According to Federal Rule of Civil Procedure 65(d), it is well settled that an injunction can bind more than just the parties, and “the parties’ officers, agents, servants, employees, and attorneys.” An injunction can also bind “other persons who are in active concert or participation” with them “who receive actual notice of [the injunction] by personal service or otherwise.” Thus, the question is the bounds of the phrase “active concert or participation.” This phrase is usually construed to require privity, abetting behavior, or being “legally identified” with the party being enjoined. This “legally identified” criteria is usually a fact-intensive inquiry, which courts are told to approach cautiously, less they enjoin a party who did not “have his own day in court.” However, facts that indicate a non-party sufficiently controlled the litigation, may be sufficient to find them “legally identified” with the defendant, such that it may then be said that they had their day in court.

The district court justified enjoining Cooler Master based on it being legally identified with CMI due to 1) CMI being the exclusive United States distributor of the Cooler Master products and 2) CMI’s and Cooler Master’s joint development of the infringing products. In vacating and remanding this portion of the injunction, the Federal Circuit wanted the factual record developed further to determine whether Cooler Master can be “legally identified” with CMI. For example, would CMI need to cooperate with Cooler Master to modify the exclusivity relationship to allow Cooler Master to engage in US focused activity outside of CMI? In providing a roadmap for this further discovery, the Federal Circuit provided a non-exhaustive list of relevant factual information in determining if Cooler Master can be “legally identified” with CMI:

1. The nature of the exclusivity relationship between CMI and Cooler Master, including the scope of the exclusivity and the terminability of the exclusivity;
2. The trademarks and trademark agreements between CMI and Cooler Master;
3. The origins of CMI (formerly known as Cooler Master USA, Inc.) and its relationship with Cooler Master;
4. The details of and intent behind changes in the companies’ relations and if those changes are related to the finding of liability against CMI; and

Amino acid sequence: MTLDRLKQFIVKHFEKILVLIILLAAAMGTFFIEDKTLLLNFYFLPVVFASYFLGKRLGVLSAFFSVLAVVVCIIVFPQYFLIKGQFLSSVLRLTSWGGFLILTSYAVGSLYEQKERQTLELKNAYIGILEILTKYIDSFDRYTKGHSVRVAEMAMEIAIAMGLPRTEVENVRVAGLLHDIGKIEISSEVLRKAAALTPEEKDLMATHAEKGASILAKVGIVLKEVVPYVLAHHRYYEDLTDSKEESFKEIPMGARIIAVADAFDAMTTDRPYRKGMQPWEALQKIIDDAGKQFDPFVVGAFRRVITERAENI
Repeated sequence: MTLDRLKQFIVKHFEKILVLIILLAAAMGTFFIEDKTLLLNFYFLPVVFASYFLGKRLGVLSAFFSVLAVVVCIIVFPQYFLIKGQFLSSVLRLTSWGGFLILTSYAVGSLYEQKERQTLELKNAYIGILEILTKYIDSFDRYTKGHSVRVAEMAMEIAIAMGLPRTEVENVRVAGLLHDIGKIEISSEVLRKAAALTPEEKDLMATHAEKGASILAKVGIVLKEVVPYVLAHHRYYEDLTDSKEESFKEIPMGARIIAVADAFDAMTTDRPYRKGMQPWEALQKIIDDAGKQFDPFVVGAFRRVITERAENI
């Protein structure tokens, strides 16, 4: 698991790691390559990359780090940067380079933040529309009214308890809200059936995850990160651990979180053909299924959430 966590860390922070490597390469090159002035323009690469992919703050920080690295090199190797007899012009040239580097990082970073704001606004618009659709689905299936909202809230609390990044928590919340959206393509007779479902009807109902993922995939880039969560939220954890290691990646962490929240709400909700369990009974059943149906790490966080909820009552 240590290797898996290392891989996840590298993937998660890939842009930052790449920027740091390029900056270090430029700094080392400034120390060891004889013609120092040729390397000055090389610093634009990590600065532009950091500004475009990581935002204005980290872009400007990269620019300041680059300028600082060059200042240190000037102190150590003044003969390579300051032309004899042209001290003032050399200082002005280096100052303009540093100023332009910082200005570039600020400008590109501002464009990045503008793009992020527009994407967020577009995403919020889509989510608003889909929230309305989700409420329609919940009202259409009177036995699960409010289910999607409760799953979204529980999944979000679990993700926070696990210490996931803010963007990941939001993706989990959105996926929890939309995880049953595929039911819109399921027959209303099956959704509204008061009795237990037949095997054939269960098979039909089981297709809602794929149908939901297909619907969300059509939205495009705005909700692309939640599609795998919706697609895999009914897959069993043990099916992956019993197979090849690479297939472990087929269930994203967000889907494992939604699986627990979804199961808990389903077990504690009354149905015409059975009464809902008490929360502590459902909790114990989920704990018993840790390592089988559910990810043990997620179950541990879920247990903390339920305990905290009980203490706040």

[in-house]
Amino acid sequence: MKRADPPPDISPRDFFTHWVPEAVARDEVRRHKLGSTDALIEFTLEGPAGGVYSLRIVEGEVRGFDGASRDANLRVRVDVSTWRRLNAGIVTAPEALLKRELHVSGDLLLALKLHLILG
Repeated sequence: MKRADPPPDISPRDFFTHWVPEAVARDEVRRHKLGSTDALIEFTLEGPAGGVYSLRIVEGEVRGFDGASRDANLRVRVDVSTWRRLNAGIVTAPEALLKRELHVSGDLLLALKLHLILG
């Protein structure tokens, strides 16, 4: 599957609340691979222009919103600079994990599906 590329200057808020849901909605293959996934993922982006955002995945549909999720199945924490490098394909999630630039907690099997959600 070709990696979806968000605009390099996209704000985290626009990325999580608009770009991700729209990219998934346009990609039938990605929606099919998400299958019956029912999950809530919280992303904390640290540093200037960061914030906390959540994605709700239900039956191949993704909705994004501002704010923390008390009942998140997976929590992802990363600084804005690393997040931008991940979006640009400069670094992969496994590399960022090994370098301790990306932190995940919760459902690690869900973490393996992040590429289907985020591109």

5. The companies’ relationship in the conduct of the litigation both before and after Cooler Master was dismissed.

As the Federal Circuit again recognized the caution needed in enjoining non-parties, it made numerous statements limiting the potential scope of its decision. First, the Federal Circuit identified other potential challenges to this type of injunction that were not presently before it, including: (a) whether a district court has personal jurisdiction over the non-party; (b) whether the non-party lacked notice or an opportunity to be heard on the issues related to the injunction; (c) whether the injunction was an appropriate remedy in light of eBay Inc. v. MercExchange, L.L.C., 457 U.S. 388 (206); and (d) whether the non-party sufficiently threatens to engage in the enjoined conduct. Second, the Federal Circuit suggested to Asetek the whole issue on remand could become moot if Asetek were to file a new injunctive infringement action against Cooler Master, seeking a preliminary injunction based on the judgment reached in the CMI case.

While still a possibility, it appears that Asetek has decided against a separate infringement action. Factual discovery is now proceeding, with supplemental briefing set for July and August 2017 and a hearing currently set for September 2017. While the Federal Circuit’s Asetek decision failed to identify the exact limits to enjoining the actions of non-parties, it did provide a number of signposts suggesting the outer limits. The district court’s order on remand, and a potential additional Federal Circuit appeal may further help clarify the true bounds of enjoining a non-party.

Jason J. Keener HeadshotThis article was written by Jason J. Keener who is the Chair of the Intellectual Property Group at Fox Swibel Levin & Carroll LLP. He can be reached at jkeener@foxswibel.com.